Students, Teachers Gather at Tech to Learn about Lake Superior
Students and teachers from Michigan, Wisconsin, Minnesota and Ontario will have a chance to explore Lake Superior on the Research Vessel Agassiz during the Lake Superior Youth Symposium at Michigan Tech.
May 14, 2013—
More than 200 teachers and students from Michigan, Wisconsin, Minnesota and Ontario are coming to Michigan Technological University this week for the 10th Biennial Lake Superior Youth Symposium. Students and teachers from 26 schools in three Great Lakes states and Canada will spend four days at the symposium, Thursday to Sunday, May 16-19.
The 7th through 12th grade students and their teachers will participate in dozens of hands-on activities and field trips such as Exploring the Great Lakes with Remotely Operated Underwater Vehicles; Use of Mobile Technology to Collect Environmental Data; Sustainable Design & Low Impact Development; Community Support of Agriculture; Shipping on the Great Lakes, Sustainable Transportation; and scientific excursions aboard the Agassiz research vessel,
The symposium’s 50 presenters will cover Great Lakes history and economic impacts, conservation issues, Lake Superior geology, water quality of the Great Lakes, student stewardship initiatives and the arts—including botanical drawing, poetry, photography and more. Presenters include Michigan Tech faculty and graduate students; biologists, foresters and geologists; community activists, artists, writers, educators and model student groups. Superior AmeriCorps is providing a dozen members to assist throughout the symposium.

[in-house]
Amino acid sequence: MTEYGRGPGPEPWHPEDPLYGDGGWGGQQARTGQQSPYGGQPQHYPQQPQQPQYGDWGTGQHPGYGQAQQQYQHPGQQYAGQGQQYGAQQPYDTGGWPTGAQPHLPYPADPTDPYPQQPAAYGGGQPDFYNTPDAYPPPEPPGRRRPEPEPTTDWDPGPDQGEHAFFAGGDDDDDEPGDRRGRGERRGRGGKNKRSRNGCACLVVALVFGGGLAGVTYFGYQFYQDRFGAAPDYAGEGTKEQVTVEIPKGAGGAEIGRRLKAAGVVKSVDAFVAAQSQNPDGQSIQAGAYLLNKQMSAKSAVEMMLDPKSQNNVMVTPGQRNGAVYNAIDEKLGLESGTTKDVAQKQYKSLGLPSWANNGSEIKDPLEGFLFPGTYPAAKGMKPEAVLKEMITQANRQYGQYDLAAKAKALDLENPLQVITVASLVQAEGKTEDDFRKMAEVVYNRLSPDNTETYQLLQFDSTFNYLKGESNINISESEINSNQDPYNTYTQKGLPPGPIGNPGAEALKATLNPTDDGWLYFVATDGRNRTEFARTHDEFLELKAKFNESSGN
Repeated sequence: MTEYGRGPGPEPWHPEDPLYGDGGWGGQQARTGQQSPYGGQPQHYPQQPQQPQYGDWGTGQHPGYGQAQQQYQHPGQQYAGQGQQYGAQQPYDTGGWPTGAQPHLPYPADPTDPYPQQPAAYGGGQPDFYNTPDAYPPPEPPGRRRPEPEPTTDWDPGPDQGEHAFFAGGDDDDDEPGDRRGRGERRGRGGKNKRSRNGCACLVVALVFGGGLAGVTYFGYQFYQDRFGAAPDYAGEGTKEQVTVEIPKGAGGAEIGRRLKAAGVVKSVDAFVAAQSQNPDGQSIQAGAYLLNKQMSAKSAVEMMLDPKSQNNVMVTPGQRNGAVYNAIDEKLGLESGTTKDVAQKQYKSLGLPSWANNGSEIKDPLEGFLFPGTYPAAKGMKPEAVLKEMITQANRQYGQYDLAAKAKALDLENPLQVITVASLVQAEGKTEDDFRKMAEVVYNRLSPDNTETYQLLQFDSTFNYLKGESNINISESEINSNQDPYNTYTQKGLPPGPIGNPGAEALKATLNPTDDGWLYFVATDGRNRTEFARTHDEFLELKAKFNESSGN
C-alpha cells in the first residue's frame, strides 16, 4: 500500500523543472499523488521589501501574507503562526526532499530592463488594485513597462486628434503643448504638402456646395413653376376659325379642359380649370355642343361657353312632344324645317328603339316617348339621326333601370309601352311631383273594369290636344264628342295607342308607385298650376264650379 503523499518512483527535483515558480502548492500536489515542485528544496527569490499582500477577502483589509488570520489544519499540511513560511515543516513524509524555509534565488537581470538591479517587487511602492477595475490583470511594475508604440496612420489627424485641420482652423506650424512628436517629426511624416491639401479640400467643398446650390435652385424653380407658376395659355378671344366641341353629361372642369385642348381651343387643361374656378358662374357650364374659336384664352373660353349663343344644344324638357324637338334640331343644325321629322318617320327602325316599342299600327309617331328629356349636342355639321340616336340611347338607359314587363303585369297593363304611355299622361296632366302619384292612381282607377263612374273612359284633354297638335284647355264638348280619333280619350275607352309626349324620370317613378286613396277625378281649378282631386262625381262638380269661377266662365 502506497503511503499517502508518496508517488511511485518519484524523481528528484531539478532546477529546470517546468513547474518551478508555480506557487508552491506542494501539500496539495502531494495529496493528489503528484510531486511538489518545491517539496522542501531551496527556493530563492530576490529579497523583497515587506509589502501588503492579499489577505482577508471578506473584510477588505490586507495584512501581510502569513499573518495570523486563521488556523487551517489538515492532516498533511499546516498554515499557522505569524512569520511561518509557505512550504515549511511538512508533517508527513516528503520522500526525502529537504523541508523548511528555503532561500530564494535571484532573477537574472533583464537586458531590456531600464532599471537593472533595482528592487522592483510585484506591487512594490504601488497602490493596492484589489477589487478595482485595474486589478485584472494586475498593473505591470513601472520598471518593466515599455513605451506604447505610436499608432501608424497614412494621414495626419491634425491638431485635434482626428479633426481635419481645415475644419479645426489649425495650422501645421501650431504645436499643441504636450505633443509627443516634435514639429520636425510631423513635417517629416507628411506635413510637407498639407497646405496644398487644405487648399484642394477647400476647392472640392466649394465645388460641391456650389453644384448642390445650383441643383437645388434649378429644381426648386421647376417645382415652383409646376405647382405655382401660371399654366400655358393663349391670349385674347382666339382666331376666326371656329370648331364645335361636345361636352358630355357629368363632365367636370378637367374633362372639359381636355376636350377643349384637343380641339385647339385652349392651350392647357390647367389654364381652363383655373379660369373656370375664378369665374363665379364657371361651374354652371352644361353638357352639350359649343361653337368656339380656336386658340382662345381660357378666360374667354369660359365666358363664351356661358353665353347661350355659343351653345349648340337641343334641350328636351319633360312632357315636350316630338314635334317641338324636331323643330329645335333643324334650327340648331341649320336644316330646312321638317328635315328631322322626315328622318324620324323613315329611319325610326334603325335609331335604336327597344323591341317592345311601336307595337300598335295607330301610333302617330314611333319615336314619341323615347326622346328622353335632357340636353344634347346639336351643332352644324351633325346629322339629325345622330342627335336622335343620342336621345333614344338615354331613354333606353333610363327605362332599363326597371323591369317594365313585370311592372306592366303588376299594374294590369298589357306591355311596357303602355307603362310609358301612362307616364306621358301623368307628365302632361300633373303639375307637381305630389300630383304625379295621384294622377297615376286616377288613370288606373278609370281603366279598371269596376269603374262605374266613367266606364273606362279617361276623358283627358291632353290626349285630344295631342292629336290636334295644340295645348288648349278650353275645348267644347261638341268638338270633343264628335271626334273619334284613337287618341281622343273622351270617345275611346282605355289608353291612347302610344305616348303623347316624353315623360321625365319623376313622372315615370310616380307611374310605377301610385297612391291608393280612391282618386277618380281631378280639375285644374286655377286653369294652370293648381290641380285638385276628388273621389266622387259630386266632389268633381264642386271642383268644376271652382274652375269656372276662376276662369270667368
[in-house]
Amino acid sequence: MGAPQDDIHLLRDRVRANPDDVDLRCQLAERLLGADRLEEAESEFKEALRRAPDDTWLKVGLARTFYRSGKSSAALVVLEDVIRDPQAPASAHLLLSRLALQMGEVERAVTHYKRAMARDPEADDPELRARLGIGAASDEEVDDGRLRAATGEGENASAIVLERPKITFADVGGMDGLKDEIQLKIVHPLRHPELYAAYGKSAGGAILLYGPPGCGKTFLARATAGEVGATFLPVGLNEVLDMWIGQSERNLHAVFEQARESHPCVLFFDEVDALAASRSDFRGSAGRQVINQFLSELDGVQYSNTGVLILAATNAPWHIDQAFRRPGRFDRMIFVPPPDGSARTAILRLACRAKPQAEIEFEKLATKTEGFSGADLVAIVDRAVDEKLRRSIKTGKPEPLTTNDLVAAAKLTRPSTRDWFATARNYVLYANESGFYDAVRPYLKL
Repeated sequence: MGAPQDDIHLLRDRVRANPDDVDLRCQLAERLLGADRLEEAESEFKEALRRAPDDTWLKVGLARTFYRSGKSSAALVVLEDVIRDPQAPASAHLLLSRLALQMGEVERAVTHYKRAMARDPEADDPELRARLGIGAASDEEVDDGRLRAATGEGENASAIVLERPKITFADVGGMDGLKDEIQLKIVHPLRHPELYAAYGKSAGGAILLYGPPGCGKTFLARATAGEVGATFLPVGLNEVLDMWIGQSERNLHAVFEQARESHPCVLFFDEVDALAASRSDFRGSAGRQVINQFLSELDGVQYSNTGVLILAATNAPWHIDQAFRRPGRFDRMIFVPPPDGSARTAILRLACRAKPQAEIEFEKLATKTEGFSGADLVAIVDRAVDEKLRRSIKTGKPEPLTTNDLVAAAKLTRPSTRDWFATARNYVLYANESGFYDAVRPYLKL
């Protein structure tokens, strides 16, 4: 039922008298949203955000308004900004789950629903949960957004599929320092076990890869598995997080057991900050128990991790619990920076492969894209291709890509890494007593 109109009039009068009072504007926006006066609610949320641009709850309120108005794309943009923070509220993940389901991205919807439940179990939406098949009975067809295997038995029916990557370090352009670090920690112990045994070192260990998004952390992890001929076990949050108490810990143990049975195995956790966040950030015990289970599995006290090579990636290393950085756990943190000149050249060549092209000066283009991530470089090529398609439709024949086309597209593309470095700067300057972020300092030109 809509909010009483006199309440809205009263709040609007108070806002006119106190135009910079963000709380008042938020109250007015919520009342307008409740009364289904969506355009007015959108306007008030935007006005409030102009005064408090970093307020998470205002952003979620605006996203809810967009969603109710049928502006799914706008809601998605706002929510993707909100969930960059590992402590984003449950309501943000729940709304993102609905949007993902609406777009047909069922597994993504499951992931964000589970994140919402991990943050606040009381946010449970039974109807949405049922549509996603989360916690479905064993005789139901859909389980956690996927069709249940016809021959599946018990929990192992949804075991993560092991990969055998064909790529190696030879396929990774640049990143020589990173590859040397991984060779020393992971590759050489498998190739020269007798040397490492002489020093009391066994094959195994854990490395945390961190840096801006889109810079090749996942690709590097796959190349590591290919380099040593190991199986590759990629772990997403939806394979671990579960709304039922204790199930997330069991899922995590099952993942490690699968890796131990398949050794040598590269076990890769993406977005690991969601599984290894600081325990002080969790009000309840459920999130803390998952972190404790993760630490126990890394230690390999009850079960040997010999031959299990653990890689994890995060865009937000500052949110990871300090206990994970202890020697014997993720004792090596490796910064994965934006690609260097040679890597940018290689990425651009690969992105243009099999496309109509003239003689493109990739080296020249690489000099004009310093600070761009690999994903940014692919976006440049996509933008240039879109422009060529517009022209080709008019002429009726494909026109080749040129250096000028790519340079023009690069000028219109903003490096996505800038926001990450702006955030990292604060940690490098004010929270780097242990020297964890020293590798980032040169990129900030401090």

The symposium is designed to teach students and teachers about Lake Superior and the Great Lakes watersheds through hands-on activities and to prepare them to bring their experiences back to their classrooms and communities.
The Lake Superior Youth Symposium is sponsored by Michigan Tech’s School of Forest Resources & Environmental Science and Tech’s Great Lakes Research Center, the Lake Superior Stewardship Initiative and the Western UP Center for Science, Math and Environmental Education. Funding comes from NOAA, Earth Force, the Great Lakes Stewardship Initiative, the Michigan Space Grant Consortium, the Keweenaw Community Foundation, Upper Peninsula Environmental Council, Superior Watershed Partnership, Friends of the Land of Keweenaw, Copper Country Trout Unlimited, Copper Country Audubon Club and Dale Nichols.
Michigan Technological University is a public research university, home to more than 7,000 students from 60 countries around the world. Founded in 1885, the University offers more than 120 undergraduate and graduate degree programs in science and technology, forestry, business and economics, health professions, humanities, mathematics, and social sciences. Our beautiful campus in Michigan’s Upper Peninsula overlooks the Keweenaw Waterway and is just a few miles from Lake Superior.